QUESTION: Put it another way: if the verification, if talks fail in Beijing, what’s next?

ASSISTANT SECRETARY HILL: Well, we don’t usually like to talk about talks failing because that usually means that that’s what’s going to happen. So, what we like to do is see if we can make them successful. And then we’ll see what the Obama administration wants to do with it. But I’m not in a position to talk about the future. Okay (coughing), I’m sorry, I’m really not feeling well and I--

QUESTION: Sorry, the Six-Party Talks are not officially announced--

ASSISTANT SECRETARY HILL: You say you’re sorry, but I don’t think you really are (laughter). I can tell a sincere sorry, and it’s a very insincere one. (laughter)

QUESTION: I’m sorry, do you have a cold or something?

ASSISTANT SECRETARY HILL: I think it is, I do.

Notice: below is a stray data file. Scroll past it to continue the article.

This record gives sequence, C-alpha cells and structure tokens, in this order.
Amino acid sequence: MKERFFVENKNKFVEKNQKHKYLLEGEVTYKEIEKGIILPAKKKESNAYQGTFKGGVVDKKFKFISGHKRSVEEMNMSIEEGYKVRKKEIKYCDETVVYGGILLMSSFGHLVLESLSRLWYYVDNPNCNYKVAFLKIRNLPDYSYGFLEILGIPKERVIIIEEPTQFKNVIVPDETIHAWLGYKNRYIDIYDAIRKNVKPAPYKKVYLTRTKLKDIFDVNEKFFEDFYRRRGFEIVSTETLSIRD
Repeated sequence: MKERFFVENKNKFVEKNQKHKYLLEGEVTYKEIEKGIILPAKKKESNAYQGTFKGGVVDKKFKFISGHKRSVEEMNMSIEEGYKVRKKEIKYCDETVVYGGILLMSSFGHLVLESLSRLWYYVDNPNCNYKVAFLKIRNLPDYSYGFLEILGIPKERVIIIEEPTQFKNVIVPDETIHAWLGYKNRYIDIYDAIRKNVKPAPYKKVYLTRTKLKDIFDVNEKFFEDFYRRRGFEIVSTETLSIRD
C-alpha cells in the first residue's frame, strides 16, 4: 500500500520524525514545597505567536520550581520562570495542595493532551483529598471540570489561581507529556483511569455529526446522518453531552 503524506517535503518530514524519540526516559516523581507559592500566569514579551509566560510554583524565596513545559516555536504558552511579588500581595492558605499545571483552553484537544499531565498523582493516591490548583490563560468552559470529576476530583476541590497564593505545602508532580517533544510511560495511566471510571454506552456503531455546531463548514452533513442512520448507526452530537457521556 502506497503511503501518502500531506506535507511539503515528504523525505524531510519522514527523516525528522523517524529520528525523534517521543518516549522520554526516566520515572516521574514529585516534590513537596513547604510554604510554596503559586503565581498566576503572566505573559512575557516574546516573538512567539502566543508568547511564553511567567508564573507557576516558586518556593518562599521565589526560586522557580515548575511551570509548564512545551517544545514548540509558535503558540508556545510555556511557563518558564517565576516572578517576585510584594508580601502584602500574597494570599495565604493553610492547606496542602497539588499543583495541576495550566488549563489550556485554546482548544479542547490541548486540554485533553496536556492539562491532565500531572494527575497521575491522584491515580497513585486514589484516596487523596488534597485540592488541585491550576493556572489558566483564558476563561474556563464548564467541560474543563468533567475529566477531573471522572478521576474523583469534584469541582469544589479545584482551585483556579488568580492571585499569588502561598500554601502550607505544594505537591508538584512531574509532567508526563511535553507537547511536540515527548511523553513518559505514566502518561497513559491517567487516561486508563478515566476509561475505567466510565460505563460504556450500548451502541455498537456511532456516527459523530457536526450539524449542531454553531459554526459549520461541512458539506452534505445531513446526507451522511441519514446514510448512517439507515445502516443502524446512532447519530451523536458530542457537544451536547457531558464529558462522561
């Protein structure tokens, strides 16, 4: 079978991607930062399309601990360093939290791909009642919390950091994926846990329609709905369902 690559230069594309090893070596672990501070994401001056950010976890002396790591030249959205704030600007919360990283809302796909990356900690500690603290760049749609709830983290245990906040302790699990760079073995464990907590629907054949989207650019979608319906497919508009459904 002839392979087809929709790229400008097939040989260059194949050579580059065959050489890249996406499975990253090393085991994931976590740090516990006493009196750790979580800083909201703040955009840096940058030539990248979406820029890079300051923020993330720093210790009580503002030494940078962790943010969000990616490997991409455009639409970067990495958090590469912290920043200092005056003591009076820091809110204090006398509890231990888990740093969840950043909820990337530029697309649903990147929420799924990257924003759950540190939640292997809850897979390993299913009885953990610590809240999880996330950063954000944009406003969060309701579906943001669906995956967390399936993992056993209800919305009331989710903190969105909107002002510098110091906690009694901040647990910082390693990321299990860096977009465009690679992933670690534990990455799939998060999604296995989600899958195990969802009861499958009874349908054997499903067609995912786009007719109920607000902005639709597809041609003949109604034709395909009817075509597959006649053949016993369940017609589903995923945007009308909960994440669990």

QUESTION: No, no, I was wondering, it’s not officially announced it, are they waiting for the outcome--

ASSISTANT SECRETARY HILL: I don’t know. We’re expecting to be in Beijing (inaudible). I’m not sure when they will officially announce it. (coughing) Thanks for taking a picture of my coughing. (laughter) Okay?

QUESTION: On the timeline issue, are you basically in agreement with the North Koreans on the timeline issue?

ASSISTANT SECRETARY HILL: We’re trying to work out how that would - how that will look. Okay? But it’s not a real problem, on the timeline, I don’t think. Okay, look, really, I’m--

QUESTION: What’s going to be the main event tomorrow (inaudible)?

ASSISTANT SECRETARY HILL: (coughing) Okay really, I would like to go.